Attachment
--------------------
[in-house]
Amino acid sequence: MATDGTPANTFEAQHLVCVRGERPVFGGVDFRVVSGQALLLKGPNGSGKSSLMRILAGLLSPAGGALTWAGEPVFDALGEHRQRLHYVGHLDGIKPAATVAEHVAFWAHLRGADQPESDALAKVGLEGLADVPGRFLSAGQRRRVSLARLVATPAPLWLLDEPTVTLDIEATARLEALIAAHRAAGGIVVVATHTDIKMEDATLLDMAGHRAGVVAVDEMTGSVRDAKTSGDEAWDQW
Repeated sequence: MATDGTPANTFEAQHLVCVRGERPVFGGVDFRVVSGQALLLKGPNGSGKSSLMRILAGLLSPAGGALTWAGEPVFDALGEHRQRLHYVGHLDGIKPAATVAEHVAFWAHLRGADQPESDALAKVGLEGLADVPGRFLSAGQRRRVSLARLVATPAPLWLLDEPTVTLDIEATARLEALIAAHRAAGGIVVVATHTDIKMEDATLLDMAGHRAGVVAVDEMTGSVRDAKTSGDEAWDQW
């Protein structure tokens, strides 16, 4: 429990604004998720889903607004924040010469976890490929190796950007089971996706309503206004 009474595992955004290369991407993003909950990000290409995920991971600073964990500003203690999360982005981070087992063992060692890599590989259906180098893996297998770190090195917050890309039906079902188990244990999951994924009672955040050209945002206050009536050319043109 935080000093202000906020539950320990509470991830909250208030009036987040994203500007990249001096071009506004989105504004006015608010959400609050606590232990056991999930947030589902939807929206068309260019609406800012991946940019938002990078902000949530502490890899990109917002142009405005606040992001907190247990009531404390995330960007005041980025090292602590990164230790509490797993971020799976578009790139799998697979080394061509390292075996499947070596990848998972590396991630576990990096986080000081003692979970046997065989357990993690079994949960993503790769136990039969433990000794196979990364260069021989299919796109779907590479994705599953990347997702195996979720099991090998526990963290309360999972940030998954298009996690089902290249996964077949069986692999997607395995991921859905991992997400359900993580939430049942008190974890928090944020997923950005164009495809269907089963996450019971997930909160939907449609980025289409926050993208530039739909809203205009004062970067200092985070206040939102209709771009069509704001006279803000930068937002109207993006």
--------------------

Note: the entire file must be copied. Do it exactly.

[in-house]
Amino acid sequence: MATDGTPANTFEAQHLVCVRGERPVFGGVDFRVVSGQALLLKGPNGSGKSSLMRILAGLLSPAGGALTWAGEPVFDALGEHRQRLHYVGHLDGIKPAATVAEHVAFWAHLRGADQPESDALAKVGLEGLADVPGRFLSAGQRRRVSLARLVATPAPLWLLDEPTVTLDIEATARLEALIAAHRAAGGIVVVATHTDIKMEDATLLDMAGHRAGVVAVDEMTGSVRDAKTSGDEAWDQW
Repeated sequence: MATDGTPANTFEAQHLVCVRGERPVFGGVDFRVVSGQALLLKGPNGSGKSSLMRILAGLLSPAGGALTWAGEPVFDALGEHRQRLHYVGHLDGIKPAATVAEHVAFWAHLRGADQPESDALAKVGLEGLADVPGRFLSAGQRRRVSLARLVATPAPLWLLDEPTVTLDIEATARLEALIAAHRAAGGIVVVATHTDIKMEDATLLDMAGHRAGVVAVDEMTGSVRDAKTSGDEAWDQW
């Protein structure tokens, strides 16, 4: 429990604004998720889903607004924040010469976890490929190796950007089971996706309503206004 009474595992955004290369991407993003909950990000290409995920991971600073964990500003203690999360982005981070087992063992060692890599590989259906180098893996297998770190090195917050890309039906079902188990244990999951994924009672955040050209945002206050009536050319043109 935080000093202000906020539950320990509470991830909250208030009036987040994203500007990249001096071009506004989105504004006015608010959400609050606590232990056991999930947030589902939807929206068309260019609406800012991946940019938002990078902000949530502490890899990109917002142009405005606040992001907190247990009531404390995330960007005041980025090292602590990164230790509490797993971020799976578009790139799998697979080394061509390292075996499947070596990848998972590396991630576990990096986080000081003692979970046997065989357990993690079994949960993503790769136990039969433990000794196979990364260069021989299919796109779907590479994705599953990347997702195996979720099991090998526990963290309360999972940030998954298009996690089902290249996964077949069986692999997607395995991921859905991992997400359900993580939430049942008190974890928090944020997923950005164009495809269907089963996450019971997930909160939907449609980025289409926050993208530039739909809203205009004062970067200092985070206040939102209709771009069509704001006279803000930068937002109207993006």